“We have seen a significant uptick in traffic over the past months and we are hopeful that edX is serving as a resource to those impacted by the spread of the coronavirus,” said edX Founder and CEO Anant Agarwal.
Enrollments are 10 times normal at edX, the nonprofit that started as a platform partnership between MIT and Harvard in 2012 and has emerged as the world’s largest learning platform.
Computer science offerings on edX, which include courses in artificial intelligence, machine learning, and data science, are up ninefold.
In a survey by edX, 38% of learners said they want to learn something new and 25% wanted to upskill in their jobs. Another 16% were replacing other forms of schooling. Only 11% said they had been recently unemployed or furloughed.
Udemy is a video learning platform formed in 2010 and is home to over 150,000 online courses. In what turned out to be good timing, the company raised $50 million in February (for a total of $223 million). Course enrollments during the pandemic have increased by more than 425% with an interesting mix of people upgrading tech skills and taking on passion projects.
The Udemy Neural Networks courses are up 61%, chatbot courses are up 60%, and a TensorFlow class is up 46%. Courses on professional skills are also hot: Growth Mindset (up 206%), Communication Skills (up 131%), and Innovation (up 98%).
Passion projects like Pilates (402% increase), Technical Drawing (920%), and Ukulele (292%) are keeping people active and healthy.
LinkedIn Learning traffic has tripled during the pandemic with an uptick in tech upskilling as well as courses on mindfulness and stress management.
Demand is Sky High
While half of the economy remains comatose, cloud-computing related jobs remain in high demand. An Amazon manager said they see five open roles for every qualified applicant.
There will be 58 million jobs by 2022 in AI and machine, according to the World Economic Forum, but only 300,000 people are now qualified.
In response to their own hiring needs as well as customer workforce challenges, Amazon developed AWS Educate. The asynchronous learning platform hosts modules on 14 cloud careers including web development, application developer, software engineer, machine learning, data scientist, cybersecurity specialist, and cloud support engineer.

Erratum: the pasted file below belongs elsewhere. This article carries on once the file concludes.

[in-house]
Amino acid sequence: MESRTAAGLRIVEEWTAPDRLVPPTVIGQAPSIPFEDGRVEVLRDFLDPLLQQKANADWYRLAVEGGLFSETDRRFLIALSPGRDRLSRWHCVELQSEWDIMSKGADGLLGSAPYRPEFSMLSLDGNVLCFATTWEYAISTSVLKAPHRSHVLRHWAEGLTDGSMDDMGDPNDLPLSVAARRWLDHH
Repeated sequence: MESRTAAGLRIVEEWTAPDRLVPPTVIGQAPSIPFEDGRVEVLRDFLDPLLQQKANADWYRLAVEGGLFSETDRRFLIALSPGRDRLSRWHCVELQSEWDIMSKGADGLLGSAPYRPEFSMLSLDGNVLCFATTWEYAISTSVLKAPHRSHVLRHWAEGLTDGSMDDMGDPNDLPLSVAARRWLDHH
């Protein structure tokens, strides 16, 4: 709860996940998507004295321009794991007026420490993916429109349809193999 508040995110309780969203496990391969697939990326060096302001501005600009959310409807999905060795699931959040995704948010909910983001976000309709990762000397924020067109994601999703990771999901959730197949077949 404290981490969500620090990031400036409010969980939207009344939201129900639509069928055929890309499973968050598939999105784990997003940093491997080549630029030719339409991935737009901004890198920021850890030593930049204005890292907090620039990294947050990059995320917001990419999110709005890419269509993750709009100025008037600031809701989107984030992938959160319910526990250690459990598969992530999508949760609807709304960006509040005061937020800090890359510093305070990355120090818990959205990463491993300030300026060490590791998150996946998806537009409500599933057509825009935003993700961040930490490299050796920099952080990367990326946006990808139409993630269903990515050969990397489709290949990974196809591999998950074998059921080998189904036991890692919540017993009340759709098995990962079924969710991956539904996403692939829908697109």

The reading level is appropriate for high school learners, but the concepts ladder up pretty quickly requiring focused attention. While the content is available anywhere anytime learning, Amazon sees better completion rates when it’s supported by an instructor.
For entry-level cloud computing jobs, you don’t need a bachelor’s degree but you do need industry certificates and evidence of quality work.
Infosys has a track record of hiring from community colleges and providing tech and team training as well as incentives for advanced degrees. IBM and other tech companies support P-TECH high schools that offer tech work experiences, enough college credit for an AA degree and employment opportunities.
Udacity recently announced a partnership with AWS to offer scholarships for top performers in the AWS Machine Learning Foundations Course to gain access to Udacity’s Machine Learning Engineer Nanodegree program. Students will work with different machine learning tools from AWS and receive hands-on experience.
Udacity is also working with Intel on a nanodegree for edge computing–it’s sort of the opposite of the cloud where computing and storing data is at the location it’s needed. This soon to be $1 trillion market is another example of the expanding career opportunities that come with frequent upskilling.
Lessons for High Schools and Community Colleges
The tech learning space is shifting fast with big implications for high schools and colleges.
An introduction to coding and computer science can be valuable for all learners. Going beyond an introduction to building pathways that reliably result in high wage employment is a dynamic challenge–both in identifying locally relevant skills and in staffing courses. Relying on a curriculum vendor for current content and staffing in traditional ways are no longer adequate solutions in many cases.
Tech pathways are shifting to employer-down (back mapped from open jobs) rather than bottom-up (pick a degree and look for a job). They are increasingly inexpensive or debt-free, modular, asynchronous, and credentialed. The pathways may include degrees but that is becoming less important than verified skills and work product.
For 16-24-year-old learners, the support of an instructor and cohort is typically beneficial. But with so many industries provided or sponsored learning pathways, high schools and colleges can rethink delivery with blended competency-based pathways that incorporate instructor, peer, and mentor supports. For this age group, successful work experiences can be as valuable as coursework–and some of those can be incorporated into credit and evidence records.
Pathway partnerships with employers and education providers (which are increasingly the same entity) are critical for high school and colleges to be able to offer relevant learning sequences that are modular, applied, and competency-based.
Helping young people make informed choices between dynamic pathways, in ways that match interests and local opportunities, is becoming more important but more challenging. An industry advisory board can be helpful in localizing and personalizing guidance.
For more see:
Stay in-the-know with innovations in learning by signing up for the weekly Smart Update.